A company isolates its raw material price variance in order to provide the earliest possible information to the manager responsible for the variance. The budgeted amount of material usage for the year was computed as follows: 150,000 units of finished goods × 3 lbs./unit × $2.00/lb. = $900,000 Actual results for the year were the following. Finished goods produced 160,000 units Raw materials purchased 500,000 pounds Raw materials used 490,000 pounds Cost per pound $2.02 The raw material price variance for the year was
Answer (C) is correct. The direct materials price variance, when it is isolated early, is calculated as the quantity purchased times the standard price minus the actual price (this firm has decided that waiting until the quantity actually used is known delays the usefulness of the calculation). The calculation is therefore [500,000 × ($2.00 – $2.02)] = $10,000 unfavorable.
Richter Company has an unfavorable materials efficiency (usage) variance for a particular month. Which one of the following is least likely to be the cause of this variance?
Answer (B) is correct. Shipping employees send out finished products to customers. They are not involved in the production process.
During the month of May, Tyler Company experienced a significant unfavorable material efficiency variance in the production of its single product at one of Tyler’s plants. Which one of the following reasons would beleast likely to explain why the unfavorable variance arose?
Answer (B) is correct. An unfavorable material efficiency variance means that excess materials g inferior quality materials or using workers who were not as skilled in working with the materials. Also, new equipment might damage materials during early production runs.
TwoCo established a standard direct material cost of $20 per finished unit for its main product. The standard is calculated using direct materials of 4 pounds and a standard rate of $5 per pound. For the month of March, TwoCo expected to produce 32,000 units. During the month, TwoCo purchased and used 130,000 pounds of material and produced 31,000 finished units. The actual price paid per pound was $5.40. What was the material quantity variance for the month of March?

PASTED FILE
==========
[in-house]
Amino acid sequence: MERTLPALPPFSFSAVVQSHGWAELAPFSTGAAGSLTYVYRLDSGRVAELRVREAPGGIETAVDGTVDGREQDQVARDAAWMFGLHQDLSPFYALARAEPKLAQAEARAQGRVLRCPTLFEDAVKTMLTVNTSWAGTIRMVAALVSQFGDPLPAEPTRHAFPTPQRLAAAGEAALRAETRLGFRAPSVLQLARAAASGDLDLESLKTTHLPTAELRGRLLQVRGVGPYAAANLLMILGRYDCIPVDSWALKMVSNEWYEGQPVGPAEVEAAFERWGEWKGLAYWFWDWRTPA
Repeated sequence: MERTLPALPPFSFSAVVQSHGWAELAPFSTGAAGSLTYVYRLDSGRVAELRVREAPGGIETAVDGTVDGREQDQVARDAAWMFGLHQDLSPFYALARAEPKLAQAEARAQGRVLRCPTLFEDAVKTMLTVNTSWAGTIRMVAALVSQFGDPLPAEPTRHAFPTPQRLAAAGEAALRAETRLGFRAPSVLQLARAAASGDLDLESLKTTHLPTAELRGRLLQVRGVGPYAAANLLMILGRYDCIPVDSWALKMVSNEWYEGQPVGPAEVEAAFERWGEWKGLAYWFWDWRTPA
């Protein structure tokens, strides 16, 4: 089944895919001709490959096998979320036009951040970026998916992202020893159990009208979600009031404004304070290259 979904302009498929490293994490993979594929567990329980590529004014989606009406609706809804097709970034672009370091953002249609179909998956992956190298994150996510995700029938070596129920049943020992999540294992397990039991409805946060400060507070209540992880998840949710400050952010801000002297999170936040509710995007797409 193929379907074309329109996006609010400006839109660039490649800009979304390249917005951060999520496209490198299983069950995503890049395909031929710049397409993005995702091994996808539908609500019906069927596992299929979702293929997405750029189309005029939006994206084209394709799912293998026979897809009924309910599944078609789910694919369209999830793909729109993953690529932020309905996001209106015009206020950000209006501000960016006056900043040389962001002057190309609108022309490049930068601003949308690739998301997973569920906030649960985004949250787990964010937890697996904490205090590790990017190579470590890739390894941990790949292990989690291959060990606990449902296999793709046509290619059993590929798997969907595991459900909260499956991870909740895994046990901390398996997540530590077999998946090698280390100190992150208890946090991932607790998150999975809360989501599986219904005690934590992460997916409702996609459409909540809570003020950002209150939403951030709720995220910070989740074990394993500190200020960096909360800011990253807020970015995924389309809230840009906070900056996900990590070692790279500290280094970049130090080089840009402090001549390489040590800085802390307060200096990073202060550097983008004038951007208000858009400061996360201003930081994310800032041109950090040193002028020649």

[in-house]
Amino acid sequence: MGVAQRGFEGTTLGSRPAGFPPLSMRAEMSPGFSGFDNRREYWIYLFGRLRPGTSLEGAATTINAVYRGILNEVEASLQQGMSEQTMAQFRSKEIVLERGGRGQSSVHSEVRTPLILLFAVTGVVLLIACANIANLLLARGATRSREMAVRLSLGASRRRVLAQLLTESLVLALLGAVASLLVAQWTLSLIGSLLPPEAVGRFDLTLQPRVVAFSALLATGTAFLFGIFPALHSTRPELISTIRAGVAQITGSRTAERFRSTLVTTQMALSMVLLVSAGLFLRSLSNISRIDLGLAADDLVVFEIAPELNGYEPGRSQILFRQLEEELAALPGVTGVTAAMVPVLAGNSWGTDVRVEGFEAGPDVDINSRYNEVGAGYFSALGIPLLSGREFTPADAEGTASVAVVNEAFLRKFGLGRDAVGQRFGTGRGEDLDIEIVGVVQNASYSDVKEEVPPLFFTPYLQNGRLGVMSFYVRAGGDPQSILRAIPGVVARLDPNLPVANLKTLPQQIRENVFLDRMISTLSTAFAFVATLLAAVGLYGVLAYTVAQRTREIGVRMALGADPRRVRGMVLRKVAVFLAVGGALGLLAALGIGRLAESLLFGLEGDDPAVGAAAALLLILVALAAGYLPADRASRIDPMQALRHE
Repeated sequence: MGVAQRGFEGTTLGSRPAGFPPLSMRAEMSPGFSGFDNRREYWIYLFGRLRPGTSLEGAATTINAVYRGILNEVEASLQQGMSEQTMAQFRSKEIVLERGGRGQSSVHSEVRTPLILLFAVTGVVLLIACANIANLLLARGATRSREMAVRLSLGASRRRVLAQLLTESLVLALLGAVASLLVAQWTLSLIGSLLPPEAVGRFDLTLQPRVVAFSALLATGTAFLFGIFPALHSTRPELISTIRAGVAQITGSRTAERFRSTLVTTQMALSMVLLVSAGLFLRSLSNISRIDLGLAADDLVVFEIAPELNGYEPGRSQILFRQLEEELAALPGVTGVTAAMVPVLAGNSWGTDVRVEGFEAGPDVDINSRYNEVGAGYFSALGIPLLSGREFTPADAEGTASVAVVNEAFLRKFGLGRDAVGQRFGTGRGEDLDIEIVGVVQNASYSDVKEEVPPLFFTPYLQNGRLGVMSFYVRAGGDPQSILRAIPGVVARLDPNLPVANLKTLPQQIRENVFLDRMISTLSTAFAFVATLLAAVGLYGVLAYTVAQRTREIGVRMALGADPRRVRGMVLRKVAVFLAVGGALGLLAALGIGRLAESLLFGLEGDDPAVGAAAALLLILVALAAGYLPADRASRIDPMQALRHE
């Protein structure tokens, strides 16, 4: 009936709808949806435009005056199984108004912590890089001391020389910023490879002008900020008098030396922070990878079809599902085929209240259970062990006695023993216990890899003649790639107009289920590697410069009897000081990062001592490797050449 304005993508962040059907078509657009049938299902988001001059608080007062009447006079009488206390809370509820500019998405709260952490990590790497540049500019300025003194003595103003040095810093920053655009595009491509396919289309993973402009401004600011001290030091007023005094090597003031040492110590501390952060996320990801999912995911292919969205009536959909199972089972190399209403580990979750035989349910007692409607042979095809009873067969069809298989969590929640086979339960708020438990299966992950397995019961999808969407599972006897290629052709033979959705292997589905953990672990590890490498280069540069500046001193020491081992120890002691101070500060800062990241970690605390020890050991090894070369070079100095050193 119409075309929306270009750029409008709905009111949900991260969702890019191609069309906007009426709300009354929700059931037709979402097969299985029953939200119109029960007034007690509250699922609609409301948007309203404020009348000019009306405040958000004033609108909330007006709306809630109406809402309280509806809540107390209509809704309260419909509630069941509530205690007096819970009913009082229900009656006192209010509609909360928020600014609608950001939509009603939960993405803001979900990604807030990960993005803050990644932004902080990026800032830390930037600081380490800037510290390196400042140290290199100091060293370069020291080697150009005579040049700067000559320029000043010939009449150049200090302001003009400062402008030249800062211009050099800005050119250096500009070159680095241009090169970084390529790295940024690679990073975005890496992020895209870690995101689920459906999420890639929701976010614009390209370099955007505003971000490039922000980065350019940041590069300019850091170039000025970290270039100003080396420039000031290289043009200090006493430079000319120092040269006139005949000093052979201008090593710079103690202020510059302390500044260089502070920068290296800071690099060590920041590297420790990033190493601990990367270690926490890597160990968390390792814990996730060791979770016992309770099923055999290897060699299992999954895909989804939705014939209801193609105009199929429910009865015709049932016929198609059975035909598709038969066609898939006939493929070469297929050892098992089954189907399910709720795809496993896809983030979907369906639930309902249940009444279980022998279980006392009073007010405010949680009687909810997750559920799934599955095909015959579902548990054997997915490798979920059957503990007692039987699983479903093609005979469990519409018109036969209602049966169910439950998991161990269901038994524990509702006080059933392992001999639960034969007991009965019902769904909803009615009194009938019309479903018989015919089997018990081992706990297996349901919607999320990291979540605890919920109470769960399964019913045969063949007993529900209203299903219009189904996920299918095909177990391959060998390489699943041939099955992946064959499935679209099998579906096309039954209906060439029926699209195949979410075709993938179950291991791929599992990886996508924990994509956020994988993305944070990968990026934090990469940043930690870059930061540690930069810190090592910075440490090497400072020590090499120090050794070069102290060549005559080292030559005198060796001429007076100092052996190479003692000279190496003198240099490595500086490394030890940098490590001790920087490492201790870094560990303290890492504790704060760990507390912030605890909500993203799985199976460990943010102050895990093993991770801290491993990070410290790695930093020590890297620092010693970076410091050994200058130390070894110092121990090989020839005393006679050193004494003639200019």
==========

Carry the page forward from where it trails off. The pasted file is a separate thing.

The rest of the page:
Answer (C) is correct. The material quantity variance is equal to the amount of material used, minus the standard amount of material used, multiplied by the standard cost. The standard quantity of material for 31,000 units is 124,000 pounds (4 pounds/unit). Therefore, the material quantity variance is $30,000 U [(130,000 – 124,000) × $5].
Bettis Company began business on January 1 of the current year. The firm’s standard cost system allows for 4 yards of fabric at $1.55 per yard for each finished unit of product. During the year, Bettis produced 20,000 units of finished product and sold 18,000 units. Although there was no work-in-process inventory at the end of the year, there were 2,100 yards of fabric included in the ending raw materials inventory. If the materials quantity variance was $1,240 unfavorable, how many yards of fabric did Bettis buy during the year?
Answer (D) is correct. Since Bettis Company started operations on January 1, there is no beginning inventory of fabric. Bettis produced 20,000 units of finished product at 4 yards of fabric per unit; thus, the finished products used 80,000 yards of fabric. The material quantity variance was $1,240 unfavorable. The firm’s standard cost system allows for $1.55 per yard; thus, the unfavorable material quantity variance comes from using 800 extra yards ($1,240 ÷ $1.55/yard). Therefore, Bettis used 80,800 yards for production (80,000 yards + 800 yards). Direct materials quantity variance = Standard price × (Actual quantity – Standard quantity) $1,240 = $1.55 × (Actual quantity – 80,000 yards) $1,240 = $1.55 × (Actual quantity – $124,000) $125,240 = $1.55 × Actual quantity Actual quantity = 80,800 yards However, this amount is only the direct materials used in production. There were 2,100 yards of fabric included in the ending raw materials inventory that were not used in inventory. Adding these 2,100 yards to 80,800 yards from production yields 82,900 yards purchased during the year.